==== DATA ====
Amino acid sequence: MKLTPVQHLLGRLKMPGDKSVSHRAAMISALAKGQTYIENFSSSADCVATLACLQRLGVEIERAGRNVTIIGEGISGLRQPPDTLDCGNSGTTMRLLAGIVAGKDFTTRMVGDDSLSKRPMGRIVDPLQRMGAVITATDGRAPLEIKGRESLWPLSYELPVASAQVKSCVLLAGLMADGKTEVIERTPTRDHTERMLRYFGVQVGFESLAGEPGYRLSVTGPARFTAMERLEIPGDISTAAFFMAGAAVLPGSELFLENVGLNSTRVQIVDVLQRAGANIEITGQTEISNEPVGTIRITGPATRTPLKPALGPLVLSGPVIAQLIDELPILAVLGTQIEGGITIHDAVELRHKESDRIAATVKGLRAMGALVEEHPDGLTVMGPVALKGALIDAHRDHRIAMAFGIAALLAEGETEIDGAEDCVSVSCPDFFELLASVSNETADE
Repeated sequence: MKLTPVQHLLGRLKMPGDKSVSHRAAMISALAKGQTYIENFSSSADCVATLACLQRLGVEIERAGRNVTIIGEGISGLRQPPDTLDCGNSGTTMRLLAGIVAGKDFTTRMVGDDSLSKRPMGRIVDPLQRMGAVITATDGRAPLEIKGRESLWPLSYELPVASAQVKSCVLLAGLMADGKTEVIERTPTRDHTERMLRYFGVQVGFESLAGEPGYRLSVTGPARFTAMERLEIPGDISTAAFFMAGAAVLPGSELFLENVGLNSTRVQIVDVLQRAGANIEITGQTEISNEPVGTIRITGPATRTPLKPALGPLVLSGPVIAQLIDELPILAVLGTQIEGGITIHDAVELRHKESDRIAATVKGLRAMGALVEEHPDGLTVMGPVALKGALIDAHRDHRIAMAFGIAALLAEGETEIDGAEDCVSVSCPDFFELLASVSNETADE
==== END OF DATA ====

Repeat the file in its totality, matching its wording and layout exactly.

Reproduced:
Amino acid sequence: MKLTPVQHLLGRLKMPGDKSVSHRAAMISALAKGQTYIENFSSSADCVATLACLQRLGVEIERAGRNVTIIGEGISGLRQPPDTLDCGNSGTTMRLLAGIVAGKDFTTRMVGDDSLSKRPMGRIVDPLQRMGAVITATDGRAPLEIKGRESLWPLSYELPVASAQVKSCVLLAGLMADGKTEVIERTPTRDHTERMLRYFGVQVGFESLAGEPGYRLSVTGPARFTAMERLEIPGDISTAAFFMAGAAVLPGSELFLENVGLNSTRVQIVDVLQRAGANIEITGQTEISNEPVGTIRITGPATRTPLKPALGPLVLSGPVIAQLIDELPILAVLGTQIEGGITIHDAVELRHKESDRIAATVKGLRAMGALVEEHPDGLTVMGPVALKGALIDAHRDHRIAMAFGIAALLAEGETEIDGAEDCVSVSCPDFFELLASVSNETADE
Repeated sequence: MKLTPVQHLLGRLKMPGDKSVSHRAAMISALAKGQTYIENFSSSADCVATLACLQRLGVEIERAGRNVTIIGEGISGLRQPPDTLDCGNSGTTMRLLAGIVAGKDFTTRMVGDDSLSKRPMGRIVDPLQRMGAVITATDGRAPLEIKGRESLWPLSYELPVASAQVKSCVLLAGLMADGKTEVIERTPTRDHTERMLRYFGVQVGFESLAGEPGYRLSVTGPARFTAMERLEIPGDISTAAFFMAGAAVLPGSELFLENVGLNSTRVQIVDVLQRAGANIEITGQTEISNEPVGTIRITGPATRTPLKPALGPLVLSGPVIAQLIDELPILAVLGTQIEGGITIHDAVELRHKESDRIAATVKGLRAMGALVEEHPDGLTVMGPVALKGALIDAHRDHRIAMAFGIAALLAEGETEIDGAEDCVSVSCPDFFELLASVSNETADE